Oberlin Should Seek Out Local Apparel Suppliers

Jackie Brant, Columnist

As the Review reported last week, an investigation by the Worker Rights Consortium released last December revealed that Nike had been using a sweatshop as a supplier for its collegiate clothing, violating its anti-sweatshop agreement with the College. As a college dedicated to social justice, Oberlin has a Sweatshop-Free Apparel Code of Purchasing, meaning that the College refuses to buy from businesses that use sweatshops in their production process. Sweatshops are wildly unjust to workers, as they may force employees to work unreasonable hours in unfit conditions, pay less than minimum wage with no benefits and may use child labor.

Unfortunately, most major sports apparel brands have been tainted by labor malpractices. In fact, Oberlin switched its primary supplier from Adidas to Nike in 2012 because of Adidas’ labor practices. While the College should clearly denounce Nike’s infraction, these situations are inevitable as long as the College continues to buy from large corporations with factories abroad. Instead, Oberlin should look into switching its apparel providers to smaller, local businesses that are far less likely to engage in unethical labor practices.

The WRC report found Hansae Vietnam Co., a major factory supplier of Nike’s collegiate apparel, violated numerous international labor codes, including abusive and unsafe management practices such as pressure on workers to meet absurd quotas, physical abuse of workers by managers, not allowing workers to take bathroom breaks, forced and excessive overtime, discriminatory dismissal of pregnant employees, denial of sick leave, management domination of the factory’s labor union and other wage and hour violations. These violations are not only grossly unjust and dehumanizing but also in direct violation with DSP and USAS requirements.

Though Nike is now working with the factory to correct these injustices, this single incident has brought to light a deeper problem. Even after this malpractice was exposed, Nike still refuses to allow the WRC to inspect the factories that supply its collegiate apparel. Nike’s Chief Sustainability Officer Hannah Jones told The Huffington Post that the company cannot give an outside group permission to inspect their supplier’s factory, and that it “wouldn’t normally assist an outside group like the WRC.” This refusal will prevent the WRC from being able “to fully perform its independent monitoring work on behalf of affiliate universities and colleges,” according to the WRC report on Hansae Vietnam Co.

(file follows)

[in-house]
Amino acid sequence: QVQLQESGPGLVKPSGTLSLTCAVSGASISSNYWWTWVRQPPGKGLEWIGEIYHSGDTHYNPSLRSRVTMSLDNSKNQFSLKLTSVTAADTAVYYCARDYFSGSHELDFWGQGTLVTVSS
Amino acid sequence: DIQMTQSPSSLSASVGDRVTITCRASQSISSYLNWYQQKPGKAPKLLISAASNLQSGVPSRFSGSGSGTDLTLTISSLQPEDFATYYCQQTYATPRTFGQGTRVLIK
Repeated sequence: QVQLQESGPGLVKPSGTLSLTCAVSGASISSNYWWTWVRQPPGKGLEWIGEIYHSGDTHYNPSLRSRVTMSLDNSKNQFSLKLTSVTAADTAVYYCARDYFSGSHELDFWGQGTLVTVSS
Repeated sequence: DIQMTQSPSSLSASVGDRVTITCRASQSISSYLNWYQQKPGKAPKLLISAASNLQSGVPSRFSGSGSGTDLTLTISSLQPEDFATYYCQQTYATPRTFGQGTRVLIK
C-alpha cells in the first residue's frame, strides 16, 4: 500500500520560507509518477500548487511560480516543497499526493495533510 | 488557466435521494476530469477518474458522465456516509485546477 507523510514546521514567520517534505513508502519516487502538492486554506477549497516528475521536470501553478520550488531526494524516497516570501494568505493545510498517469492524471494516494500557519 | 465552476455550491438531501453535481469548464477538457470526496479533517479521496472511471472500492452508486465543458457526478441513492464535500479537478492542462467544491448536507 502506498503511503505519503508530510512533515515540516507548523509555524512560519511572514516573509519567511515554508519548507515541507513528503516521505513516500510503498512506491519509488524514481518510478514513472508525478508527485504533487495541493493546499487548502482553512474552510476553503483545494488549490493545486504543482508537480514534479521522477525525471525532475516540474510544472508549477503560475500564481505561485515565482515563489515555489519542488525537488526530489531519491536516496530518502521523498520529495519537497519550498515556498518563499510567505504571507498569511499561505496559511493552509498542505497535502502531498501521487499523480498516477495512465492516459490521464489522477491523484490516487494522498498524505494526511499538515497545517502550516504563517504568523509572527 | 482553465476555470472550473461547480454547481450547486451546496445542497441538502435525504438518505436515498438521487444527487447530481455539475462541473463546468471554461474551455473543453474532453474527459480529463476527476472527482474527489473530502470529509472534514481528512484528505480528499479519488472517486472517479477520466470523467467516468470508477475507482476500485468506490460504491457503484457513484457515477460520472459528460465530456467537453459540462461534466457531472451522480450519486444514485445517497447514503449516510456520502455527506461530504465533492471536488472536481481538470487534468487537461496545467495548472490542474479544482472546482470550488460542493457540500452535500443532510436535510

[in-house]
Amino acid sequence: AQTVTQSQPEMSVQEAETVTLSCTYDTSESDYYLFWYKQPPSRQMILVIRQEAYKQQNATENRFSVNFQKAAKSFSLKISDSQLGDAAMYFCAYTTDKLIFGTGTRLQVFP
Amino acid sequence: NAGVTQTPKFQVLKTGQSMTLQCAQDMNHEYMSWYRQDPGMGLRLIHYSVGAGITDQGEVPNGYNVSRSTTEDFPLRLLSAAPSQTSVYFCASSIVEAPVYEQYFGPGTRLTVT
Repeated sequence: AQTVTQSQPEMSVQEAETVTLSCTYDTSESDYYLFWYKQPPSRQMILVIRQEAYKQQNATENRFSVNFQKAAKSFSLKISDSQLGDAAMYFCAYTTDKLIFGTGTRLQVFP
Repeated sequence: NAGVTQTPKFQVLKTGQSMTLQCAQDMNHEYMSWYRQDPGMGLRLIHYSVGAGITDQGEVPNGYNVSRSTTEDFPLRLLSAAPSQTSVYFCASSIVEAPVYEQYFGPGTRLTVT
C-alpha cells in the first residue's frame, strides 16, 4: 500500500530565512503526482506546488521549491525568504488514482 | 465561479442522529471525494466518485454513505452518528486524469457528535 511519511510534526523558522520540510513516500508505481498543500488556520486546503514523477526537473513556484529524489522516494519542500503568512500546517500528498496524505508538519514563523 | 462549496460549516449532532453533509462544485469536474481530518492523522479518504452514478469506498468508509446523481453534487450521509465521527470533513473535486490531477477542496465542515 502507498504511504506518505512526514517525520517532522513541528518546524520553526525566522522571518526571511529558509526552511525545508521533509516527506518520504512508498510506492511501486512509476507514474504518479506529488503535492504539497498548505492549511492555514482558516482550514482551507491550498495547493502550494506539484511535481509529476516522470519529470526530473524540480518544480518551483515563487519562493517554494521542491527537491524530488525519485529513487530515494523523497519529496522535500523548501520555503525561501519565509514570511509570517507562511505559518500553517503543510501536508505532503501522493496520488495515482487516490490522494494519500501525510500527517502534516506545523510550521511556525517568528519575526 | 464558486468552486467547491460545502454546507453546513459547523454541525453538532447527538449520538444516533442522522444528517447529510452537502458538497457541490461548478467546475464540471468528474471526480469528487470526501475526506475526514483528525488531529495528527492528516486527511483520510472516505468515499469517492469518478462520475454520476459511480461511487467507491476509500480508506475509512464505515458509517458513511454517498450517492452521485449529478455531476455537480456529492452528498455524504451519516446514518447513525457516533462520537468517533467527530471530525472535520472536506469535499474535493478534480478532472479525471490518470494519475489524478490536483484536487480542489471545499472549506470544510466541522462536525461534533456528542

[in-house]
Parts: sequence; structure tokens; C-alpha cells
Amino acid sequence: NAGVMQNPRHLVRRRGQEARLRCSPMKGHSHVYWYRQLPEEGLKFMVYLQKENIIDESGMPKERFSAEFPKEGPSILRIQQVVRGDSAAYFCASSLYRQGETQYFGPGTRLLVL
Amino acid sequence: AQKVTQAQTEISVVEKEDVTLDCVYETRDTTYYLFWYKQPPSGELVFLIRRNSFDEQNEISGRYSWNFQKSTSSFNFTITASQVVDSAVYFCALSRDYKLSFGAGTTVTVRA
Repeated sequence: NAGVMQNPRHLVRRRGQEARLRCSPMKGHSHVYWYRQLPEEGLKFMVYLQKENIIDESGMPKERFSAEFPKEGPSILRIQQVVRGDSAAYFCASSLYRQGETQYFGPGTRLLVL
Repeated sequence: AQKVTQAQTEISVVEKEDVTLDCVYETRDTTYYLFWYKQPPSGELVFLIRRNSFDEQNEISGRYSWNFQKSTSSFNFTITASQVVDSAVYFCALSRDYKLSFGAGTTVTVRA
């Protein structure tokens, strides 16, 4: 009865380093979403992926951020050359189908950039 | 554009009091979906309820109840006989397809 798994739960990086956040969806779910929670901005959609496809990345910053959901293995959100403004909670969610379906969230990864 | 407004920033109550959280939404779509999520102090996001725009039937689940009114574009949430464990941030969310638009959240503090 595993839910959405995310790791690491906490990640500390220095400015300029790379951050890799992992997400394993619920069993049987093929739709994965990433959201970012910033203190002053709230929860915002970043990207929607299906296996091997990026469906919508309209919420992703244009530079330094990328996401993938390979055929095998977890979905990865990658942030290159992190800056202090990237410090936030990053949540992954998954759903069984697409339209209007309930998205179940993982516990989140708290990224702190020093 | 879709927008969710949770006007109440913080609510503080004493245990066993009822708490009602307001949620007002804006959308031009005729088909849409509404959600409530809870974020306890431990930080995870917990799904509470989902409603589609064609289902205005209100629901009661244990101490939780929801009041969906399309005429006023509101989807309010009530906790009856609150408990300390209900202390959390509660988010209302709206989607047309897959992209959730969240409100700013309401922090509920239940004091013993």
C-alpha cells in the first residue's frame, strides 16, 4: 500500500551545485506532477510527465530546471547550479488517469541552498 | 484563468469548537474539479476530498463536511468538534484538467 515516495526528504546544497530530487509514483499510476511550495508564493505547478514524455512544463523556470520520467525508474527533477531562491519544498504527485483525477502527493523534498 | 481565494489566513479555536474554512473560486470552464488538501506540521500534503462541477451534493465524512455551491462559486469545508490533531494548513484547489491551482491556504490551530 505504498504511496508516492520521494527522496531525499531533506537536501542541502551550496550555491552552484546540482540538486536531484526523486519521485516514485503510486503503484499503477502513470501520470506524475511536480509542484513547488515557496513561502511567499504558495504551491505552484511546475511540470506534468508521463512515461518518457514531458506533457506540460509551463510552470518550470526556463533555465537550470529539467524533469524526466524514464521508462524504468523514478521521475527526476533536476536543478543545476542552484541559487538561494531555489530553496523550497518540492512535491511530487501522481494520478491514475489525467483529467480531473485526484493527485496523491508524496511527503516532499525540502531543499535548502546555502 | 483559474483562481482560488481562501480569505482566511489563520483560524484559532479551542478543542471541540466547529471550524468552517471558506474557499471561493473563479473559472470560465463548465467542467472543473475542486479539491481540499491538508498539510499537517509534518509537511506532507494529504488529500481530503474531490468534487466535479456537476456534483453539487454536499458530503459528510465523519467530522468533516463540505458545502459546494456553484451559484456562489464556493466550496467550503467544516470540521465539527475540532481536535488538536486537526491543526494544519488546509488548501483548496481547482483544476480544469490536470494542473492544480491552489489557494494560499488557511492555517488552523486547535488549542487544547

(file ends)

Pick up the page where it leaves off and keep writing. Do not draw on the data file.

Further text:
Though the breaches in the Nike-Oberlin agreement are very serious, the ethical issues have much more widespread consequences than just a breach of contract. Colleges that continue to use brands like Nike that benefit from exploitation and mistreatment of employees enable this practice in the long run. Collegiate licensing is a $4.6-billion industry, according to estimates by ESPN, meaning that colleges have significant power in the relationship between the college and the brand that provides the apparel. If colleges begin to truly stand up to these corporations, they will be forced to abandon these unjust tactics.

Oberlin should be at the forefront of this fight to put an end to the use of sweatshops. Ideally, Oberlin would immediately terminate its contract with Nike unless the company allows the WRC full access to its suppliers and ends all unethical labor practices. Unfortunately, according to Senior Associate Athletic Director Creg Jantz, Nike’s contract with Oberlin cannot be terminated before Oct. 31, 2019. In the meantime, the College should look into alternative apparel providers.

Most apparel corporations have been investigated and found to be using sweatshop supplies at some point, including Nike, Adidas, Under Armour and Jansport, according to student Purchasing Committee member Yijia Gao. Because of this seemingly repetitive issue with large corporations, Oberlin should look toward local businesses as providers. Currently, some of Oberlin’s apparel is supplied by small, local businesses. However, according to Politics and East Asian Studies Professor Marc Blecher, who also sits on Oberlin’s Purchasing Committee, the College has not found a way to have all of its apparel supplied by small, local businesses at this point. Looking toward these types of businesses rather than large corporations could be a good way to ensure that Oberlin abstains from supporting large corporations that thrive on the exploitation of workers.

If Oberlin could find a way to make this work by 2019, it would be beneficial to both local businesses and to the anti-sweatshop movement as a whole. If not, Oberlin should drop Nike as a brand and look elsewhere unless the company demonstrates consistent dedication to fixing the unethical practices of its suppliers.